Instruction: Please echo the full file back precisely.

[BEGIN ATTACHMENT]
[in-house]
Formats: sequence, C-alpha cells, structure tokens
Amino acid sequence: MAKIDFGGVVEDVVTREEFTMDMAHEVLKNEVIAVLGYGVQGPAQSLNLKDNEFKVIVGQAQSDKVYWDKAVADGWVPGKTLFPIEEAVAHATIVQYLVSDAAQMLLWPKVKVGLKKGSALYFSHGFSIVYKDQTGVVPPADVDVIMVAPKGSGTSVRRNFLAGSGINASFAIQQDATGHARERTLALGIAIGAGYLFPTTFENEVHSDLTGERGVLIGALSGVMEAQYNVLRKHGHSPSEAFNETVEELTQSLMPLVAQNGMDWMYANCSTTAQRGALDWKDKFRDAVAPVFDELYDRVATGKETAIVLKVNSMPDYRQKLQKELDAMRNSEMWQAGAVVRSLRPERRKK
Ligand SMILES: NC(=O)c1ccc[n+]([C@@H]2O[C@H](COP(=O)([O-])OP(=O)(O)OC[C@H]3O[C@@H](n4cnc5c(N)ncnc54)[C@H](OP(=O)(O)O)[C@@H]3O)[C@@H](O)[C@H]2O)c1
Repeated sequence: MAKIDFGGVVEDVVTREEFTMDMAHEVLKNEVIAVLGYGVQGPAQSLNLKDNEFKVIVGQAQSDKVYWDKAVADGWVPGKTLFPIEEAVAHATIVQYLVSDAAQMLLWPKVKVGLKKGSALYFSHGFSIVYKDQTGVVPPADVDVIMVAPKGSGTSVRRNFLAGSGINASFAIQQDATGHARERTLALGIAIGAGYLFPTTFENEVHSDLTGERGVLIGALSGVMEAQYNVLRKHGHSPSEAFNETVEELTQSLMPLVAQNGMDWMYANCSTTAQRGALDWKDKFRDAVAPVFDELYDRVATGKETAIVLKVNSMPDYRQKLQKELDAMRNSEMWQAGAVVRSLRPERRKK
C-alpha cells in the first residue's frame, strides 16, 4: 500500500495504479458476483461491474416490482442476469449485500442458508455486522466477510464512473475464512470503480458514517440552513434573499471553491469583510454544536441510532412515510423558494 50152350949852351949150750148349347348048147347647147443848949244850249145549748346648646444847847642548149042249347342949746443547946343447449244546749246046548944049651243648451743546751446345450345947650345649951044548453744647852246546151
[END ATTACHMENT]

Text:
[in-house]
Formats: sequence, C-alpha cells, structure tokens
Amino acid sequence: MAKIDFGGVVEDVVTREEFTMDMAHEVLKNEVIAVLGYGVQGPAQSLNLKDNEFKVIVGQAQSDKVYWDKAVADGWVPGKTLFPIEEAVAHATIVQYLVSDAAQMLLWPKVKVGLKKGSALYFSHGFSIVYKDQTGVVPPADVDVIMVAPKGSGTSVRRNFLAGSGINASFAIQQDATGHARERTLALGIAIGAGYLFPTTFENEVHSDLTGERGVLIGALSGVMEAQYNVLRKHGHSPSEAFNETVEELTQSLMPLVAQNGMDWMYANCSTTAQRGALDWKDKFRDAVAPVFDELYDRVATGKETAIVLKVNSMPDYRQKLQKELDAMRNSEMWQAGAVVRSLRPERRKK
Ligand SMILES: NC(=O)c1ccc[n+]([C@@H]2O[C@H](COP(=O)([O-])OP(=O)(O)OC[C@H]3O[C@@H](n4cnc5c(N)ncnc54)[C@H](OP(=O)(O)O)[C@@H]3O)[C@@H](O)[C@H]2O)c1
Repeated sequence: MAKIDFGGVVEDVVTREEFTMDMAHEVLKNEVIAVLGYGVQGPAQSLNLKDNEFKVIVGQAQSDKVYWDKAVADGWVPGKTLFPIEEAVAHATIVQYLVSDAAQMLLWPKVKVGLKKGSALYFSHGFSIVYKDQTGVVPPADVDVIMVAPKGSGTSVRRNFLAGSGINASFAIQQDATGHARERTLALGIAIGAGYLFPTTFENEVHSDLTGERGVLIGALSGVMEAQYNVLRKHGHSPSEAFNETVEELTQSLMPLVAQNGMDWMYANCSTTAQRGALDWKDKFRDAVAPVFDELYDRVATGKETAIVLKVNSMPDYRQKLQKELDAMRNSEMWQAGAVVRSLRPERRKK
C-alpha cells in the first residue's frame, strides 16, 4: 500500500495504479458476483461491474416490482442476469449485500442458508455486522466477510464512473475464512470503480458514517440552513434573499471553491469583510454544536441510532412515510423558494 50152350949852351949150750148349347348048147347647147443848949244850249145549748346648646444847847642548149042249347342949746443547946343447449244546749246046548944049651243648451743546751446345450345947650345649951044548453744647852246546151